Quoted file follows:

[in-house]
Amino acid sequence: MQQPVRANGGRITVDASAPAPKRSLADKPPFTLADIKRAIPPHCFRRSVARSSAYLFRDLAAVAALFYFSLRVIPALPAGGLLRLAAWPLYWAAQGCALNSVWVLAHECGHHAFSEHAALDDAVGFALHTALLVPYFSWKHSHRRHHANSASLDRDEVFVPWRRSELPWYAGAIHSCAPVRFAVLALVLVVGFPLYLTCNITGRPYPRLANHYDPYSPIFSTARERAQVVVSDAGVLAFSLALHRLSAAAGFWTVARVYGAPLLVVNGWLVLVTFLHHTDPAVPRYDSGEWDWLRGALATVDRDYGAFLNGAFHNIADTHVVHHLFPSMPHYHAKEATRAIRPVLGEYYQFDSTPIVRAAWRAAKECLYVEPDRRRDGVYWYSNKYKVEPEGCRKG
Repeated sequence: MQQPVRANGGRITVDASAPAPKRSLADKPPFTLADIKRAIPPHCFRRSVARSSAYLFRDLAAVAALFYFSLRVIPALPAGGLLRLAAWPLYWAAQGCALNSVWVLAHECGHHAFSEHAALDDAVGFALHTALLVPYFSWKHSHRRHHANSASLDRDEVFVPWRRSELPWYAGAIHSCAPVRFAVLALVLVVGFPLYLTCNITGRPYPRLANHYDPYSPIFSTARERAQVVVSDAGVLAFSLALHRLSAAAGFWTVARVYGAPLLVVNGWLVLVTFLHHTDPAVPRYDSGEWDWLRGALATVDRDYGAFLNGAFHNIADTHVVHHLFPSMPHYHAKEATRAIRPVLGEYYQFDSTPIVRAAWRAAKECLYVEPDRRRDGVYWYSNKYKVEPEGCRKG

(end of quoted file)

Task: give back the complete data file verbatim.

[in-house]
Amino acid sequence: MQQPVRANGGRITVDASAPAPKRSLADKPPFTLADIKRAIPPHCFRRSVARSSAYLFRDLAAVAALFYFSLRVIPALPAGGLLRLAAWPLYWAAQGCALNSVWVLAHECGHHAFSEHAALDDAVGFALHTALLVPYFSWKHSHRRHHANSASLDRDEVFVPWRRSELPWYAGAIHSCAPVRFAVLALVLVVGFPLYLTCNITGRPYPRLANHYDPYSPIFSTARERAQVVVSDAGVLAFSLALHRLSAAAGFWTVARVYGAPLLVVNGWLVLVTFLHHTDPAVPRYDSGEWDWLRGALATVDRDYGAFLNGAFHNIADTHVVHHLFPSMPHYHAKEATRAIRPVLGEYYQFDSTPIVRAAWRAAKECLYVEPDRRRDGVYWYSNKYKVEPEGCRKG
Repeated sequence: MQQPVRANGGRITVDASAPAPKRSLADKPPFTLADIKRAIPPHCFRRSVARSSAYLFRDLAAVAALFYFSLRVIPALPAGGLLRLAAWPLYWAAQGCALNSVWVLAHECGHHAFSEHAALDDAVGFALHTALLVPYFSWKHSHRRHHANSASLDRDEVFVPWRRSELPWYAGAIHSCAPVRFAVLALVLVVGFPLYLTCNITGRPYPRLANHYDPYSPIFSTARERAQVVVSDAGVLAFSLALHRLSAAAGFWTVARVYGAPLLVVNGWLVLVTFLHHTDPAVPRYDSGEWDWLRGALATVDRDYGAFLNGAFHNIADTHVVHHLFPSMPHYHAKEATRAIRPVLGEYYQFDSTPIVRAAWRAAKECLYVEPDRRRDGVYWYSNKYKVEPEGCRKG